The New Century's Goddess
Hans Christian Andersen
The New Century' s Goddess - whom our great-grandchildren or perhaps a still later generation will know, but we shall not - when and how does she reveal herself? What does she look like? What is the theme of her song? Whose heartstrings will she touch? To what heights will she lift her century?
Why so many questions, in a busy day like ours, when poetry is very nearly superfluous, when it is agreed that the many "immortal" productions of today' s poets will, in the future, perhaps exist only in the form of charcoal tracings on a prison wall, seen and read only by a few curiosity seekers?
Poesy is required to serve in the ranks - at least to accept the challenge in party wars, whether it be blood or ink that flows.
But this is only one-sided talk, many will say; poesy has not been entirely forgotten in our time.
No, there are still people who, when they are not busy, are conscious of a desire for poetry, and no sooner do they feel that spiritual rumbling in their respective nobler parts than they promptly go to a bookstore and buy four shillings' worth of poetry of the most approved styles. Others take much pleasure from whatever they can get at a bargain; they are contended with reading the scrap that is on the grocer' s wrapping paper; it is much cheaper, and in our busy time we must take notice of that. There is demand for whatever is supplied, and that is enough! The poetry of the future, as well as the poetry of music, is reckoned with the Don Quixotiana; to speak of it is much like speaking of a voyage of discovery to Uranus.
Time is too short and precious for the mere plays of fantasy, and, to speak seriously for once, what is poetry? These resonant outpourings of feeling and thought, they are only the offspring of nervous vibrations. Enthusiasm, joy, pain, all the movements of the organism, the wise men tell us, are but nerve vibrations. Each of us is but a string instrument.
But who touches the strings? Who causes them to vibrate into sound? The Spirit, the unseen Heavenly Spirit, who echoes in them His emotion, His feelings; and these are understood by other string instruments, which respond in melting harmonies or clashing dissonances. So it was, and so it will be, in mankind' s mighty onward march in the consciousness of freedom.
Each century, each thousand years, one might even say, has its chief expression in its poetry. Born in the passing era, it comes forth and reigns in the new, succeeding era.
Thus she is already born, this Goddess of the New Century, amid the roar of today' s machinery. We send her our greetings! May she hear this, or sometime read it, perhaps among the charcoal tracings we just mentioned.
The rocker of her cradle extended from the farthest point reached by the foot of man on polar voyages, as far as the living eye can gaze into the jet depth of the polar sky. We would never hear the rocking for the clatter of engines, the screams of locomotives, the thunder of quarry blasts, and the bursting of the Spirit' s old bonds.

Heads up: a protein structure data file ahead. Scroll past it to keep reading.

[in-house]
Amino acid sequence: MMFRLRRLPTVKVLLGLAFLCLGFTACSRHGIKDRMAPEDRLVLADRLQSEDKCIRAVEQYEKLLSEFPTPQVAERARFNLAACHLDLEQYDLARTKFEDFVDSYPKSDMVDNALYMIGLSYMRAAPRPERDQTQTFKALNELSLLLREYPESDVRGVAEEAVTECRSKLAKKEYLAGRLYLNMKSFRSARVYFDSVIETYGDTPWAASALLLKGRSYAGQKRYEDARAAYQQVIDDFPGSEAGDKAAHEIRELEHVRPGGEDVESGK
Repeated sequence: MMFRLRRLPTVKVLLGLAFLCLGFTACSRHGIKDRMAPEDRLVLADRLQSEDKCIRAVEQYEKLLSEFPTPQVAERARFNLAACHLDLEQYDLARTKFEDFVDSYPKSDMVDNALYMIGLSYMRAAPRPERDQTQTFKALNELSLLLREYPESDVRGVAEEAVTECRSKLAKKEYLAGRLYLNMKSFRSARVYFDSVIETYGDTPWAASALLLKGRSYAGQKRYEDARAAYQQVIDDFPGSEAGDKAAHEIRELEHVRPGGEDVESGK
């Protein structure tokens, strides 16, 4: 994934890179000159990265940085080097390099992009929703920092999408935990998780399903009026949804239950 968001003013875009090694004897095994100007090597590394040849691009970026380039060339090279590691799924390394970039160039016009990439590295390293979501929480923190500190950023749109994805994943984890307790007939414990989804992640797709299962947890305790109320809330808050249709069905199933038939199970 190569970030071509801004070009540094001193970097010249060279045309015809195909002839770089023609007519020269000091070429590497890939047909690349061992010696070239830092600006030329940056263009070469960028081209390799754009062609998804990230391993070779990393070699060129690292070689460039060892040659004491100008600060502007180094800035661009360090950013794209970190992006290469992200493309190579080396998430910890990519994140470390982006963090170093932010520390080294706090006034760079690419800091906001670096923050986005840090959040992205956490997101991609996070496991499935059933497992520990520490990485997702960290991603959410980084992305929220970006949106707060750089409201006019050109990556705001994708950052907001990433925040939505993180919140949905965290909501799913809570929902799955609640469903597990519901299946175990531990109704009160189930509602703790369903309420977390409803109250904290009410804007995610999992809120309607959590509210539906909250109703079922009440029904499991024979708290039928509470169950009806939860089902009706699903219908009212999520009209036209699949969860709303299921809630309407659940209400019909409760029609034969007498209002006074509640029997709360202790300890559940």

She is born in the vast factory of the present, where steam sets in action its power, and where Master Bloodless and his crew toil night and day.
She bears the womanly heart of love, the vestal' s flame, and the furnace of passion. Hers is the lightning ray of intellect, in all its endless, shifting, prismatic hues of the ages. Fantasy' s vast, swanfeathered tunic is her strength and pride; science wove it; the "elemental forces" gave it power of wing.
On her father' s side, she is a child of the people, sound in sense and heart, with an earnest eye, and with humor on her lips. Her mother is the highborn, academy-trained emigrant' s daughter, with gilded rococo reminiscences. The Goddess of the New Century has in her the blood and soul of both.
Upon her cradle were laid splendid birthday gifts. Plentiful as bonbons, the occult riddles of nature, with their solutions, are strewn there. The diver' s bell gives mystic souvenirs from the deep. The map of the heavens, that high-hung Pacific Ocean with its countless isles, each a world in itself, is embroidered on the cradle cloth. The sun paints her pictures; photography has given her toys to play with.
The nurse has sung to her of Eivind Skalde-spiller and Firdausi, of the minnesingers, and what Heine, bold as a boy, sang from his poetic soul. Much, far too much, has the nurse told her; she knows the Edda, the old great-grandmother' s frightful tales, where horrors sweep the air with bloody wings. The whole of the Oriental Thousand and One Nights she heard in the quarter part of an hour.
The Goddess of the New Century is still a child, but she has sprung forth from her cradle and is governed by will, though she still doesn't know what she wants.
She is still at play in her vast nursery packed with treasures of art and the rococo. Greek tragedy and Roman comedy are carved there in marble. The folk songs of the nations cover the walls like withered vines; a kiss from her, and they blossom forth with freshness and sweet vapor. The mighty tones and thoughts of Beethoven, Mozart, Glï¿½ck, and the other great masters surround her with eternal chords. On her bookshelves are many laid to rest who in their day were immortal; and there is yet room for many another whose name we hear clicking from the telegraph of immortality but who dies with the telegram.
She has read an awful lot, far too much, for is she not born in our time? And all too much must again be forgotten; but the Goddess will know how to forget.